Next week I will discuss the next three components. Until then if you have any questions, comments or concerns please do not hesitate to contact me.

In Health,

Peter Roach, RMT, CNMT

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6 Steps in the Evolution of Therapy

by Peter on May 3, 2012

Over the many years I have been a Massage Therapist I have seen new treatment protocols come and go, new types of treatment modalities used and discarded, and standard rehab exercises evolve. And in all honesty, I’m what is known as an early adopter, one that looks at the latest research and findings, new tools, and new exercises, and incorporates relevant protocols into my therapy. Many rehab exercises that we were taught in the 80’s and 90’s are now considered dangerous to our spinal health. Also simple issues such as when to use heat and when to ice has change as more is discovered into the cell response. My own exercise program has changed over the years as well, as many of the exercises I did then do not work the area the way they were thought to. Yet still today I see many therapists and trainers using some of the same old techniques. And this means you as the patient may not be getting optimal care and advice.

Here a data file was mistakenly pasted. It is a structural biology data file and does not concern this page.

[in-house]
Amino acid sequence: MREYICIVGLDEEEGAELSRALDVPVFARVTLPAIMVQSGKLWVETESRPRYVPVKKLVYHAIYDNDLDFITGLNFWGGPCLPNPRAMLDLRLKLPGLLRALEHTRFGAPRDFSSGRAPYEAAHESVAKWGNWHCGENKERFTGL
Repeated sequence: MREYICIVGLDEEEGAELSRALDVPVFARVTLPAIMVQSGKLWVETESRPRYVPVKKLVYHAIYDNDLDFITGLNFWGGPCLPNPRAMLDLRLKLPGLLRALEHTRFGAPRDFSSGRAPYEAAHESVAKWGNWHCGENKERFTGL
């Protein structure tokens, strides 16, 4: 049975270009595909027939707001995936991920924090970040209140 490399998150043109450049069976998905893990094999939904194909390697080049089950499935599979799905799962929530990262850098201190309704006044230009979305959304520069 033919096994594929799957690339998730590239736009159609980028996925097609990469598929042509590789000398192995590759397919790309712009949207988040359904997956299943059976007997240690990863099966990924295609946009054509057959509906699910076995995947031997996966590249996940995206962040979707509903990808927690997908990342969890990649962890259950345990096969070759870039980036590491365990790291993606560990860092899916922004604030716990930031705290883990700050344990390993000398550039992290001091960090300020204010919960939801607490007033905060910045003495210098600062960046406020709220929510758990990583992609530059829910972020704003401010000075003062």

There is so much research out there, and sifting through all of it is a process. Recently while on Spring Break Vacation I found myself reading scores of journals and research papers (thank goodness for the iPad) on manual therapy and rehab exercises. I find these type of readings so interesting and applicable, both for my patients and my own personal health and exercise programs.